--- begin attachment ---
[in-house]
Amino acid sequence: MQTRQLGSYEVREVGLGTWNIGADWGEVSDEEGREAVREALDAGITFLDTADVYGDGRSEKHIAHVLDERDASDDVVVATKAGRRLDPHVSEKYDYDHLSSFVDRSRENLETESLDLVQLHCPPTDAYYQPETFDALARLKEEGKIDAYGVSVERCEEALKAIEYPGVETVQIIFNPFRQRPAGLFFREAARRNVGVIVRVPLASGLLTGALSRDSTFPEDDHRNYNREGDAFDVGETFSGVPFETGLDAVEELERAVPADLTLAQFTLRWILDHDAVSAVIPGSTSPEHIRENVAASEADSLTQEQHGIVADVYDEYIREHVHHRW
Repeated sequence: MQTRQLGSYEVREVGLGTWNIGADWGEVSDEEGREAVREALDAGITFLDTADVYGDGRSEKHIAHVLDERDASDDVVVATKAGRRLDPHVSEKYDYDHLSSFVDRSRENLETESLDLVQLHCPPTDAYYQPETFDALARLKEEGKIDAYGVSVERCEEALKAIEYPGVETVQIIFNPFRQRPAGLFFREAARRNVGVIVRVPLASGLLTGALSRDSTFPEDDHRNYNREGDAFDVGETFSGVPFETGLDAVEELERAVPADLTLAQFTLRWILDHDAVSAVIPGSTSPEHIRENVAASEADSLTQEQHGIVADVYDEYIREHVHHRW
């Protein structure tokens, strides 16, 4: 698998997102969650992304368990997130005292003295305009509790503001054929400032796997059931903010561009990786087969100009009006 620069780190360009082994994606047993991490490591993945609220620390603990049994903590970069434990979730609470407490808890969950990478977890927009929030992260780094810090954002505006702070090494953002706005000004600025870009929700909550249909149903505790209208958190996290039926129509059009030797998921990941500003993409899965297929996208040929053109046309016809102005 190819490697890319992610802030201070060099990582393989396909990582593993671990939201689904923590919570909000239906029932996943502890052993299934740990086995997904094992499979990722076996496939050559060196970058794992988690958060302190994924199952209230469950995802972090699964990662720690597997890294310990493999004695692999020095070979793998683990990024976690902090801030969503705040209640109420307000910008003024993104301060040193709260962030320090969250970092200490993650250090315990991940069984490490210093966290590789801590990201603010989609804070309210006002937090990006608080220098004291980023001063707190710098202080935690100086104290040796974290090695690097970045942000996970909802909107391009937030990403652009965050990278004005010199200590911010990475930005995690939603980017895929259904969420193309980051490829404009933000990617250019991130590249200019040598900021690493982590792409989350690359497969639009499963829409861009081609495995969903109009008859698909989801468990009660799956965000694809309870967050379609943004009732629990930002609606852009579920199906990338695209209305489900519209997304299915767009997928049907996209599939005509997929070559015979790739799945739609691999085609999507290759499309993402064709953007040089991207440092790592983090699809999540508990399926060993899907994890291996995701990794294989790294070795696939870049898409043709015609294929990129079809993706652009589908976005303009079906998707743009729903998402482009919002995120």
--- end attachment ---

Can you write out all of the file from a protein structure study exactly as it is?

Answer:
[in-house]
Amino acid sequence: MQTRQLGSYEVREVGLGTWNIGADWGEVSDEEGREAVREALDAGITFLDTADVYGDGRSEKHIAHVLDERDASDDVVVATKAGRRLDPHVSEKYDYDHLSSFVDRSRENLETESLDLVQLHCPPTDAYYQPETFDALARLKEEGKIDAYGVSVERCEEALKAIEYPGVETVQIIFNPFRQRPAGLFFREAARRNVGVIVRVPLASGLLTGALSRDSTFPEDDHRNYNREGDAFDVGETFSGVPFETGLDAVEELERAVPADLTLAQFTLRWILDHDAVSAVIPGSTSPEHIRENVAASEADSLTQEQHGIVADVYDEYIREHVHHRW
Repeated sequence: MQTRQLGSYEVREVGLGTWNIGADWGEVSDEEGREAVREALDAGITFLDTADVYGDGRSEKHIAHVLDERDASDDVVVATKAGRRLDPHVSEKYDYDHLSSFVDRSRENLETESLDLVQLHCPPTDAYYQPETFDALARLKEEGKIDAYGVSVERCEEALKAIEYPGVETVQIIFNPFRQRPAGLFFREAARRNVGVIVRVPLASGLLTGALSRDSTFPEDDHRNYNREGDAFDVGETFSGVPFETGLDAVEELERAVPADLTLAQFTLRWILDHDAVSAVIPGSTSPEHIRENVAASEADSLTQEQHGIVADVYDEYIREHVHHRW
């Protein structure tokens, strides 16, 4: 698998997102969650992304368990997130005292003295305009509790503001054929400032796997059931903010561009990786087969100009009006 620069780190360009082994994606047993991490490591993945609220620390603990049994903590970069434990979730609470407490808890969950990478977890927009929030992260780094810090954002505006702070090494953002706005000004600025870009929700909550249909149903505790209208958190996290039926129509059009030797998921990941500003993409899965297929996208040929053109046309016809102005 190819490697890319992610802030201070060099990582393989396909990582593993671990939201689904923590919570909000239906029932996943502890052993299934740990086995997904094992499979990722076996496939050559060196970058794992988690958060302190994924199952209230469950995802972090699964990662720690597997890294310990493999004695692999020095070979793998683990990024976690902090801030969503705040209640109420307000910008003024993104301060040193709260962030320090969250970092200490993650250090315990991940069984490490210093966290590789801590990201603010989609804070309210006002937090990006608080220098004291980023001063707190710098202080935690100086104290040796974290090695690097970045942000996970909802909107391009937030990403652009965050990278004005010199200590911010990475930005995690939603980017895929259904969420193309980051490829404009933000990617250019991130590249200019040598900021690493982590792409989350690359497969639009499963829409861009081609495995969903109009008859698909989801468990009660799956965000694809309870967050379609943004009732629990930002609606852009579920199906990338695209209305489900519209997304299915767009997928049907996209599939005509997929070559015979790739799945739609691999085609999507290759499309993402064709953007040089991207440092790592983090699809999540508990399926060993899907994890291996995701990794294989790294070795696939870049898409043709015609294929990129079809993706652009589908976005303009079906998707743009729903998402482009919002995120």